PHILOSOPHY: The central argument in The Neganthropocene is that the world is at risk of lapsing into a nihilistic state, as our failure to care for it becomes ever more manifest. But the challenge Stiegler takes upon himself is to show the way to an alternative anthropology.

Anders Dunker
Anders Dunker
Dunker is a Norwegian philosopher, now located in California. He is a regular contributor to Modern Times Review.
Published date: January 2, 2019

The Neganthropocene, which is available to download for free is a collection of the French philosopher Bernard Stiegler’s recent writings. New readers are helped into this philosophical landscape via the thorough introduction by the translator Daniel Ross, who is part of the growing environment of activists and intellectuals surrounding Stiegler. Both of them are part of the organisation Institut de recherche et d’innovation (IRI) – an institute for research and innovation with offices at Centre Pompidou in Paris, as well as Ars Industrialis that presents itself as an «international organisation for industrial politics of spirit».

The appealing nature of Stiegler’s work, which includes more than 30 books, lies in his original combination of a philosophy of technology with a strong existential impulse. His philosophical impetus came as he served a jail sentence for armed robbery. In the solitude of the cell, he came to realisation that thought, language and writing were essentially technologies or techniques that connected him to the world.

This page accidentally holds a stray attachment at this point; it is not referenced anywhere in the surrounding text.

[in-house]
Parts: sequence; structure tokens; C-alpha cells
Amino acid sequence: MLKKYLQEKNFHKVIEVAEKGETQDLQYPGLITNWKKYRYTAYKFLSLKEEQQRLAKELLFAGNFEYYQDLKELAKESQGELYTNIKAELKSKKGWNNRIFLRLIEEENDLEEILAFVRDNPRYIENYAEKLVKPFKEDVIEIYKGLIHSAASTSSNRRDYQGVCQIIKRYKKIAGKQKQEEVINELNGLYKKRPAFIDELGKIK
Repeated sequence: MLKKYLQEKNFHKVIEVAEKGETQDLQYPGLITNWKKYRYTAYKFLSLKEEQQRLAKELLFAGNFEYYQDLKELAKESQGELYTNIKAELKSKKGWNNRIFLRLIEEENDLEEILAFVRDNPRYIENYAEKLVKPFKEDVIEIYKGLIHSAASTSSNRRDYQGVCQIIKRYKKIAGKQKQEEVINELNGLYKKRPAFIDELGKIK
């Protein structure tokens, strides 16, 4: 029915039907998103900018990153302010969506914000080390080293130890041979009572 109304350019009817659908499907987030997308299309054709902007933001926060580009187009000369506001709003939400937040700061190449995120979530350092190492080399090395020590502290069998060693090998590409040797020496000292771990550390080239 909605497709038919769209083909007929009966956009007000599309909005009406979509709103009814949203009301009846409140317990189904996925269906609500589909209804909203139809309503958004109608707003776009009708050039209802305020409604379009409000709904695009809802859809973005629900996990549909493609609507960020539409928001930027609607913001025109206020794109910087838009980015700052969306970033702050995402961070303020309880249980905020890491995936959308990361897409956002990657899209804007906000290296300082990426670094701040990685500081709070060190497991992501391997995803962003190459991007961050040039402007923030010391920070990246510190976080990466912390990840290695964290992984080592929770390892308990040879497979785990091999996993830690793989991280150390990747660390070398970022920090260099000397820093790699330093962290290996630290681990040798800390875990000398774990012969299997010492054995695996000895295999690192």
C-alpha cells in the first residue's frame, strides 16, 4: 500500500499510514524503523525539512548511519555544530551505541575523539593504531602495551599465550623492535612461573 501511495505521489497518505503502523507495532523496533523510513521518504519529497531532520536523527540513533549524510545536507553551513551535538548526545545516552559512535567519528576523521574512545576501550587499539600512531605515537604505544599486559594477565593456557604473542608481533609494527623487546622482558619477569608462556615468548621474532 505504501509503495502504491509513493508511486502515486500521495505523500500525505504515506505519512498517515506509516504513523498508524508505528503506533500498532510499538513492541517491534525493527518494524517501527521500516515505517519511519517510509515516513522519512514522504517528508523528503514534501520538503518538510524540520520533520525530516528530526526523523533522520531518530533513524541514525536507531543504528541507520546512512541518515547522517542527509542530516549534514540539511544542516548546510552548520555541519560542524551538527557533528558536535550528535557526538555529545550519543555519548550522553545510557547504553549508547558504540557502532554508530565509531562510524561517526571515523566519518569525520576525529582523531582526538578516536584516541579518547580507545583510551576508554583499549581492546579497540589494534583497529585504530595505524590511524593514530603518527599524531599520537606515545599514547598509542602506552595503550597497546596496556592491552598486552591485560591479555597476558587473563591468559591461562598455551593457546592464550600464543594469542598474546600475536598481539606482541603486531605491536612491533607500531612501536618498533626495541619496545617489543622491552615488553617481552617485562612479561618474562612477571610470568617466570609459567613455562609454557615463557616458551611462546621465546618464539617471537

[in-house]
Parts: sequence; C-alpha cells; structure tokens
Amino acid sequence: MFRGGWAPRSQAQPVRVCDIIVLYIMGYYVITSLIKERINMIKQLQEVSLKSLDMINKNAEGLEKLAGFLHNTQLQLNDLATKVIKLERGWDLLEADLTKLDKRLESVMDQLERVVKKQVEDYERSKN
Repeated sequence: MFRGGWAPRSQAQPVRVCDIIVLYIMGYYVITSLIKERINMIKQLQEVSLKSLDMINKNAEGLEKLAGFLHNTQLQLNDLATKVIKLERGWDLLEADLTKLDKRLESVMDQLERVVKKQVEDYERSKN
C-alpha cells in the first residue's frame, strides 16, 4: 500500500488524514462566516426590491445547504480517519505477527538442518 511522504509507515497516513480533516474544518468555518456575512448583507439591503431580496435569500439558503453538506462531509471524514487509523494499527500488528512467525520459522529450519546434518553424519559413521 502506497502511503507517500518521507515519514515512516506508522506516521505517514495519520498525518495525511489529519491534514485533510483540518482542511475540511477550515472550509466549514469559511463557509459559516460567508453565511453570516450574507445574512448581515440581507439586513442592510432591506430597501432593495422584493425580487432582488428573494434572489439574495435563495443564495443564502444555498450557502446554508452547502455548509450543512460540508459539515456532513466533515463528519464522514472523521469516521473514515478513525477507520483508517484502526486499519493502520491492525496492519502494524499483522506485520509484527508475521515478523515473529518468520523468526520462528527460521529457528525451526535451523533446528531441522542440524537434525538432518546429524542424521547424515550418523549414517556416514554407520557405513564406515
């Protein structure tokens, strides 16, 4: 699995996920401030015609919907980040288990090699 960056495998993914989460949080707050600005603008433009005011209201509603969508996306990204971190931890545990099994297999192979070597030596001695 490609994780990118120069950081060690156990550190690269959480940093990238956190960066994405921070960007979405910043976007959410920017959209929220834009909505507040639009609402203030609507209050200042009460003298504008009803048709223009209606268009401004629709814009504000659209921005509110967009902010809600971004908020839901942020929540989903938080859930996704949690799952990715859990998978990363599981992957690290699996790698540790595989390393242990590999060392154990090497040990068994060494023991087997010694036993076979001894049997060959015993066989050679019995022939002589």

«Man has done nothing but blithely break down billions of structures and reduce them to a state in which they are no longer capable of integration.» Claude Lévi-Strauss

Thus, his care for his own mental and emotional development was intimately bound up with the laborious development of culture and the human collective. Philosophy became a way out of isolation and mortal indifference, where life is lived carelessly as if it had no real value, what Nietzsche calls nihilism.

A central argument in The Neganthropocene is that the world is at risk of lapsing into such a nihilistic state as our failure to care for it becomes ever more manifest. Nihilism is no longer a mere mental state, but a structural disorder of our economical and technological civilization.

The destructive sides of civilisation

Entropy, a key concept in the book, can be conceived of as a movement from order to disorder, where energy is consumed and lost in the process – similar to what happens in a combustion engine. Irreversible deterioration of this kind invites a rather bleak vision of the world: All processes in the universe move toward heat-death – a spent state devoid of potential.

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